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4 Reasons Why COP17 Matters

<p>The 17th session of the United Nations' convention on climate change kicks off next week in South Africa. Although hopes and expectations for results from the event are as low as possible, there are still reasons to pay attention to COP17.</p>

The 17th session of the Conference of the Parties of the United Nations Framework Convention on Climate Change (COP), is scheduled to open in Durban, South Africa, next week, on November 28.

The accelerating need for action and agreement is at odds with the pace of the negotiations. Just last week, the IPCC released a report that confirms the risks and costs associated with climate change.

The COP 17 host continent, Africa, is particularly vulnerable to climate change impacts. Lou Leonard, leader of Climate Change at WWF, acknowledges that the U.S. too is vulnerable: "The U.S. had 14 billion-dollar natural disaster events this past year; the costs to governments and industry just keep ballooning." Even so, COP talks have not yet yielded a legally binding protocol to reduce climate change impacts and enable adaptation.

International policymakers have been as stalled by partisan interests as our national leaders. Expectations for this year's U.N. conference are mixed. Ernst and Young reports in "Durban Dynamics: Navigating for progress on climate change" that although the majority of business executives see binding international agreements on emissions cuts as essential, few believe it will happen in Durban.

So, why then pay attention to COP 17?

The Climate Action Network hosted a conference last week in which industry and NGO leaders highlighted four reasons:

1. The Kyoto Protocol is not the end game.

There is a risk that the Kyoto Protocol, the U.N.'s first ambitious attempt to secure multi-lateral commitment on GHG reductions, might collapse. Yet for many insiders, the Kyoto Protocol is not the end all. The focus has shifted to building a framework that better enables agreement.

According to several NGO leaders, the Cancun talks successfully laid the foundation for such a framework. "We are not going to get a treaty in Durban," states Lou Leonard flatly. "It's more important now that we lay out a road map and a mandate by which we will get agreement."

There is clear recognition that such a road map -- with financing, technology and other considerations -- will require more cross sector effort and more than just government investments. As for the Protocol, the real risk is perceived collapse of climate change negotiations.

2. COP 17 will be "The Finance Talks."

Past COPs have made it clear that establishing funding parameters and identifying funding sources for clean energy, emission mitigation, and adaptation is critical. COP 17 will focus on the Green Climate Fund.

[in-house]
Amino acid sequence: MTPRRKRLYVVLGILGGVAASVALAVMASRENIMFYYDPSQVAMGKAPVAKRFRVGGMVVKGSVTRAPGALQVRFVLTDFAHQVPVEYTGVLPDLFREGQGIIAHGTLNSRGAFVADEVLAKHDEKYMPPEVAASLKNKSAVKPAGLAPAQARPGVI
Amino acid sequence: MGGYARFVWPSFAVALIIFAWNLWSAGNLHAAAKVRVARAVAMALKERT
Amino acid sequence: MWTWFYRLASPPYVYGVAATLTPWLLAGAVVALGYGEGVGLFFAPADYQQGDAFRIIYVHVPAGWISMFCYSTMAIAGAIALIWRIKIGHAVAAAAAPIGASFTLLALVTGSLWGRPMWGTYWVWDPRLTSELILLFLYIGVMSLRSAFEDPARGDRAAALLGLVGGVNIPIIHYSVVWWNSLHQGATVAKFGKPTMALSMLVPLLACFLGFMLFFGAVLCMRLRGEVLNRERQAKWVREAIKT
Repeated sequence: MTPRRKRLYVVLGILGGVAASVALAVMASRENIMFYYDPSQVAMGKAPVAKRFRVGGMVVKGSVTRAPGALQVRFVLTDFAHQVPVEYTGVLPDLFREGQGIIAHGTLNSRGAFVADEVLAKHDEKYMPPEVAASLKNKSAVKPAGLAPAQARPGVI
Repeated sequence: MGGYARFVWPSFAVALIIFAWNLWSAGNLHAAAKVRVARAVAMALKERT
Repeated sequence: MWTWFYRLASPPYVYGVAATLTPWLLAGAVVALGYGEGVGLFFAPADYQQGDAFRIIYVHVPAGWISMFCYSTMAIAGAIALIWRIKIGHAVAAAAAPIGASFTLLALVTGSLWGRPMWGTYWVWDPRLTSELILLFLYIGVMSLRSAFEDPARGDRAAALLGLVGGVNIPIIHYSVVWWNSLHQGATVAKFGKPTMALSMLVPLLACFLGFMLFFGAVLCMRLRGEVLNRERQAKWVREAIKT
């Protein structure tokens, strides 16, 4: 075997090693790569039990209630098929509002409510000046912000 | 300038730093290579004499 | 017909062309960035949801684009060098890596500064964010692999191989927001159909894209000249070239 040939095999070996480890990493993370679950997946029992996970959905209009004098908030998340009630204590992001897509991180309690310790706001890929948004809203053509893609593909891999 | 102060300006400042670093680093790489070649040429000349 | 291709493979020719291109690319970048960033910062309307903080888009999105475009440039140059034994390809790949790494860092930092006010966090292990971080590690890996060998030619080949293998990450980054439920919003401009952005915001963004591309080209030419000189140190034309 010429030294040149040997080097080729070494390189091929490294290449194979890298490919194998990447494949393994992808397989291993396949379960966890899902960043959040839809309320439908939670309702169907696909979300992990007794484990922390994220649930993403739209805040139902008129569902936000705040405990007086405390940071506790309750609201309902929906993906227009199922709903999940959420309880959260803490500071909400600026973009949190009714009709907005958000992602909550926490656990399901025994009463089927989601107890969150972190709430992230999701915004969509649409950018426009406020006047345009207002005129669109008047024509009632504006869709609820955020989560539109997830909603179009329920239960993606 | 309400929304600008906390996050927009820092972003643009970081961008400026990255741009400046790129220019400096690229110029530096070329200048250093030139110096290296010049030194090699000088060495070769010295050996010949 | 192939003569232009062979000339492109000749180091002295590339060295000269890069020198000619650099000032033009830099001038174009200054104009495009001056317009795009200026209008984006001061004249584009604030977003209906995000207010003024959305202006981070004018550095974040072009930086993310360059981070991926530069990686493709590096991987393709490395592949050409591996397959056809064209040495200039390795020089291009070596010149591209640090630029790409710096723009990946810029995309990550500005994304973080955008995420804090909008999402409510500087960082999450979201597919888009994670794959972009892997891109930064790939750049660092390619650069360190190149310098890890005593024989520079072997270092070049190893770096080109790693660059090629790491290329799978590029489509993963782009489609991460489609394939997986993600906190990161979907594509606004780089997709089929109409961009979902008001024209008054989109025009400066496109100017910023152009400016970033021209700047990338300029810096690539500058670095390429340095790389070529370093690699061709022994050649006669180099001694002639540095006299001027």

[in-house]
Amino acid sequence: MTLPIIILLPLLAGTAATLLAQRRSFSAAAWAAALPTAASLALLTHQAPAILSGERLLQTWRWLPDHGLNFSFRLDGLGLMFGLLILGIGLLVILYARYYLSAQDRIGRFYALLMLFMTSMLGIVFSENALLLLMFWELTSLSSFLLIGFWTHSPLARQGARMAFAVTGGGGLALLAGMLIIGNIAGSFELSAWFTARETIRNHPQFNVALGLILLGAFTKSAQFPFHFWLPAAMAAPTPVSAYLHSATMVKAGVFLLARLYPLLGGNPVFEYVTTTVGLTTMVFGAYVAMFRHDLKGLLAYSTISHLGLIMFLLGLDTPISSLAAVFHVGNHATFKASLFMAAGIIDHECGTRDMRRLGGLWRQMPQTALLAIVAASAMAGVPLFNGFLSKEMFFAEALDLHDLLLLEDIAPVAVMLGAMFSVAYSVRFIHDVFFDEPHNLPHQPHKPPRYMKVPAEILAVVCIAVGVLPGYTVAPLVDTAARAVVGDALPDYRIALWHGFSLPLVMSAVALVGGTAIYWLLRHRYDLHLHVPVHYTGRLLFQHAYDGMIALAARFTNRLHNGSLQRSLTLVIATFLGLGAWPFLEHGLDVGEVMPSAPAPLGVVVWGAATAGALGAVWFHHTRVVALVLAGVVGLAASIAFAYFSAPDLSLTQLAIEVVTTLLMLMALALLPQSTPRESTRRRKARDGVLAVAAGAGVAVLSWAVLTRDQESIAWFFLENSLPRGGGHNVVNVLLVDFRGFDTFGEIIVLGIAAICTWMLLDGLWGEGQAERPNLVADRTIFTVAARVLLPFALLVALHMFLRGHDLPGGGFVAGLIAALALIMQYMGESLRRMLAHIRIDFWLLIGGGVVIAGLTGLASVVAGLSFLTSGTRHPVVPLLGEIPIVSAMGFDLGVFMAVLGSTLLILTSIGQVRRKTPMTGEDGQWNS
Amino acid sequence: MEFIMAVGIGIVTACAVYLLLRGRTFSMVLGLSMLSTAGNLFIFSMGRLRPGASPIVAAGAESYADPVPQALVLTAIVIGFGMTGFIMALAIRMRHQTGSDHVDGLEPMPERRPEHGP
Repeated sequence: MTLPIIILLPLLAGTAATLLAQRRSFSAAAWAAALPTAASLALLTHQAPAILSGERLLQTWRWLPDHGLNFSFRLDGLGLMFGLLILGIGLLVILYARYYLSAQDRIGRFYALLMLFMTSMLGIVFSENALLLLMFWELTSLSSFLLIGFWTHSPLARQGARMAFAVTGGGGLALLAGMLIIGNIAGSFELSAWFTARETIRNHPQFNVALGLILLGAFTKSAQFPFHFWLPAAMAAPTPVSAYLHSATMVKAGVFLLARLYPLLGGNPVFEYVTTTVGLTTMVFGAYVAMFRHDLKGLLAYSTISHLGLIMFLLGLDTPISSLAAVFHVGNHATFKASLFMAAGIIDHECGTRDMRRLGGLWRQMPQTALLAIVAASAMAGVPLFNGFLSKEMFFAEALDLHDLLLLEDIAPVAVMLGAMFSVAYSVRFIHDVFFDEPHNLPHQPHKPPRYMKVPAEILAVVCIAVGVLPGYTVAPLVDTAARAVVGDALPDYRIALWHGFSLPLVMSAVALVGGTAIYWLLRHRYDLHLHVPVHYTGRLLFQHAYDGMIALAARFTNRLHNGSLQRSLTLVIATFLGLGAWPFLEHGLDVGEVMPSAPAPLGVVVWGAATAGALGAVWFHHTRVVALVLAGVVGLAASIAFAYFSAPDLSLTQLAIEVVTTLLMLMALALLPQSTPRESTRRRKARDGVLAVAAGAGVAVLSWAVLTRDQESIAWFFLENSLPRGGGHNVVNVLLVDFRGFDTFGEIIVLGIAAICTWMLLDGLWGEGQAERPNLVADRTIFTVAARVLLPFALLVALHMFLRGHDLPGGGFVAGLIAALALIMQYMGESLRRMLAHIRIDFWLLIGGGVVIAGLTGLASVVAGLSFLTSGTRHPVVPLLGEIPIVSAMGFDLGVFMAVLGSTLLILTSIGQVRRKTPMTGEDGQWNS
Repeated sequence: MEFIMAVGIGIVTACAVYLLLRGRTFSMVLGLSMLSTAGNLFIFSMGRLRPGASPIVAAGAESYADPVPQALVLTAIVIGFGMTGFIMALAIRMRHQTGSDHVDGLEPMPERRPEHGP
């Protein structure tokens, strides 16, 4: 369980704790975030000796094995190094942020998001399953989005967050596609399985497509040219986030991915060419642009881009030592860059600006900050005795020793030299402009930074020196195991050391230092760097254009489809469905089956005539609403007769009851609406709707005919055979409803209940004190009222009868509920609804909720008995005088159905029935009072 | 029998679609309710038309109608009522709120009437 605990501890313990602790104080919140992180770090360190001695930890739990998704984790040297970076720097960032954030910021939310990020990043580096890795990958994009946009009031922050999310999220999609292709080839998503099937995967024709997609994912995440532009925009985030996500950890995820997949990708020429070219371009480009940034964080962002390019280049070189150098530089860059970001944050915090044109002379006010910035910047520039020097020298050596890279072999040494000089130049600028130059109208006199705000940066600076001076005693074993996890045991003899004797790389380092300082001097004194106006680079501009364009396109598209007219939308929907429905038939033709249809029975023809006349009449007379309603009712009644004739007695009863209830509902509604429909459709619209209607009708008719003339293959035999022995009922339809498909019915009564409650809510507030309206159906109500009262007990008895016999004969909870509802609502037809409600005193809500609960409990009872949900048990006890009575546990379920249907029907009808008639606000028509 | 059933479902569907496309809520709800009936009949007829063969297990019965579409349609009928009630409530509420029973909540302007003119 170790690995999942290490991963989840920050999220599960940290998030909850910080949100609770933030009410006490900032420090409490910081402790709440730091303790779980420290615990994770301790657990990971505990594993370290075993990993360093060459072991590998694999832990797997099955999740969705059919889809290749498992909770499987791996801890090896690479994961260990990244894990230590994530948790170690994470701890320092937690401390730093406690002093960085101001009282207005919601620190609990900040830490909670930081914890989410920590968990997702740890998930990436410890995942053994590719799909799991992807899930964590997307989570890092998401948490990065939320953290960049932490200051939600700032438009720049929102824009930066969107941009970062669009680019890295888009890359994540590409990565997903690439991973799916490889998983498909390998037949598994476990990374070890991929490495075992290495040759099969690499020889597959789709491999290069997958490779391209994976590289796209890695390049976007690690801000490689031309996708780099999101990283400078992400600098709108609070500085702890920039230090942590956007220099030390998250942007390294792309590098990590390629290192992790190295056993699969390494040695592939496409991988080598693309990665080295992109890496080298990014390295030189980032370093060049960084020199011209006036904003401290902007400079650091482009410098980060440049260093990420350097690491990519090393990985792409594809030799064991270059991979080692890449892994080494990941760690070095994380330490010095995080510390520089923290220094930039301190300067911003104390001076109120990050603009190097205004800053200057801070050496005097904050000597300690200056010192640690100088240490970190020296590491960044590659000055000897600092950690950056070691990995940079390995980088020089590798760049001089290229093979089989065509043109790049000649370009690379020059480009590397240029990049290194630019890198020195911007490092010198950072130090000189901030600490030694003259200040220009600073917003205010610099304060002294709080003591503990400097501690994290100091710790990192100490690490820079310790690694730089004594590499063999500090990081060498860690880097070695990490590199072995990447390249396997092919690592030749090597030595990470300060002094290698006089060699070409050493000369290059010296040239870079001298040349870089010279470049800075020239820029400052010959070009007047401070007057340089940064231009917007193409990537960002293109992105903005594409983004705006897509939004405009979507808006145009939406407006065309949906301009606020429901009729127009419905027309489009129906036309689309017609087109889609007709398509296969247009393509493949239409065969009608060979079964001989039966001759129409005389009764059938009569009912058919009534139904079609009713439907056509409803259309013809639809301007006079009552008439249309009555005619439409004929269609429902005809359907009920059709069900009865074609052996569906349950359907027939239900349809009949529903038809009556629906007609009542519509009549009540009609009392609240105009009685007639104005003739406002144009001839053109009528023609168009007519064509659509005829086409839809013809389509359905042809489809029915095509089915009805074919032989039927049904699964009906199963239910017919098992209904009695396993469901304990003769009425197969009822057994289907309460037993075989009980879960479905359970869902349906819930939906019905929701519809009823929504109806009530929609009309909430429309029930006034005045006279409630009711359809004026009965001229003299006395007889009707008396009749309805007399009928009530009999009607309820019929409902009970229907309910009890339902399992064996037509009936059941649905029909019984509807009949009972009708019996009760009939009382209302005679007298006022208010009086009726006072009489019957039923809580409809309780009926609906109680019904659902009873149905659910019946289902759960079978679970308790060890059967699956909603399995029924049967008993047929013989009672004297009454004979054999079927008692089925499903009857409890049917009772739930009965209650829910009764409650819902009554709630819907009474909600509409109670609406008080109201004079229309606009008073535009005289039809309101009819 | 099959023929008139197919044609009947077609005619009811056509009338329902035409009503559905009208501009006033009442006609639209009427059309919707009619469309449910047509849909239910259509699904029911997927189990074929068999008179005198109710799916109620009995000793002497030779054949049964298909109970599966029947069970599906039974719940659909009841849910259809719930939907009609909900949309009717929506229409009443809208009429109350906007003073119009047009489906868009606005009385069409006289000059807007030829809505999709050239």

The Fund is intended to finance climate change action, both adaptation and mitigation, in developing countries. It is an important signal for the private sector. Industry leaders will be looking to see whether government leaders can establish infrastructure for the Fund and secure agreement as to funding sources.

3. The world is watching the U.S.

Last year, the two world leaders, the U.S. and China, were bickering about transparency and accountability. According to NRDC's Jake Schmidt, the dynamic this year is different. "There is more constructive dialogue between the two countries."

This year, the world is very much watching the U.S. The question: Will the U.S. show that it has a plan to reduce emissions and to act on the country's commitments? In the lead-up to COP, Obama's decisions on two relevant issues -- the Keystone Pipeline and emissions standards for power plants -- signal what might be expected from the U.S. in Durban. What happens in the U.S. matters greatly to these international talks, and similarly what happens in Durban matters domestically.

4. Business leaders are increasingly involved -- across sectors and continents.

Industry leaders are increasingly involved in the COP talks. As clean energy deployments in over 80 countries have skyrocketed, clean energy suppliers and adopters need assurance that governments will support this market.

In addition, COP 17 will work to establish a technology center that will serve as a hub for leveraging and deploying climate monitoring, management and adaptation solutions in different countries. This will require significant collaboration with technology and information industry leaders.

Two significant business events in Durban that are concurrent with COP 17 intend to elevate the voice and influence of industry at the talks:

The World Climate Summit. This organization will host its second event on December 3 -- 4th with leaders from Ernst and Young, PWC, Coca Cola, Phillips.

Business for the Environment (B4E). B4E is gathering leaders from Tata Steel, Bank of America, HP and others on December 6 to discuss a clean industrial revolution.

The net of it is COP 17 matters. It matters because global warming is becoming a more pressing global problem that the world community must work together to address. The U.S. remains a global and industry powerhouse whose actions and example are of critical import. And, it's clear that industry must play a role in providing leadership, technology, and financing innovations.

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